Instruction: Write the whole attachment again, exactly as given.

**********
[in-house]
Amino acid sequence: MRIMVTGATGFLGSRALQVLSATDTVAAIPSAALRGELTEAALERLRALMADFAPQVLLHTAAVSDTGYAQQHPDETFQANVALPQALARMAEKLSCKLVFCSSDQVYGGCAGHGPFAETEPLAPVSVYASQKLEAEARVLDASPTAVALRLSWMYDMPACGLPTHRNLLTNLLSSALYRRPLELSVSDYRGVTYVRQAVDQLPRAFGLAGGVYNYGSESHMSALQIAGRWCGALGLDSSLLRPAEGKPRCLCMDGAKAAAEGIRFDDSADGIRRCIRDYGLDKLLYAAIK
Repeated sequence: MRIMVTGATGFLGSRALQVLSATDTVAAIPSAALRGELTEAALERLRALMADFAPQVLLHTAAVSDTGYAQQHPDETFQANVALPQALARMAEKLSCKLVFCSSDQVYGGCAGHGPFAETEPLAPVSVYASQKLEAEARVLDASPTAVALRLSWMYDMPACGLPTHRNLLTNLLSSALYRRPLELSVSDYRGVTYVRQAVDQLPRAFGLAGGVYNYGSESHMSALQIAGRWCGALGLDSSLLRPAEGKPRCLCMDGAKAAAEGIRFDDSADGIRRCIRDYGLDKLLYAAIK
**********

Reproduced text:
[in-house]
Amino acid sequence: MRIMVTGATGFLGSRALQVLSATDTVAAIPSAALRGELTEAALERLRALMADFAPQVLLHTAAVSDTGYAQQHPDETFQANVALPQALARMAEKLSCKLVFCSSDQVYGGCAGHGPFAETEPLAPVSVYASQKLEAEARVLDASPTAVALRLSWMYDMPACGLPTHRNLLTNLLSSALYRRPLELSVSDYRGVTYVRQAVDQLPRAFGLAGGVYNYGSESHMSALQIAGRWCGALGLDSSLLRPAEGKPRCLCMDGAKAAAEGIRFDDSADGIRRCIRDYGLDKLLYAAIK
Repeated sequence: MRIMVTGATGFLGSRALQVLSATDTVAAIPSAALRGELTEAALERLRALMADFAPQVLLHTAAVSDTGYAQQHPDETFQANVALPQALARMAEKLSCKLVFCSSDQVYGGCAGHGPFAETEPLAPVSVYASQKLEAEARVLDASPTAVALRLSWMYDMPACGLPTHRNLLTNLLSSALYRRPLELSVSDYRGVTYVRQAVDQLPRAFGLAGGVYNYGSESHMSALQIAGRWCGALGLDSSLLRPAEGKPRCLCMDGAKAAAEGIRFDDSADGIRRCIRDYGLDKLLYAAIK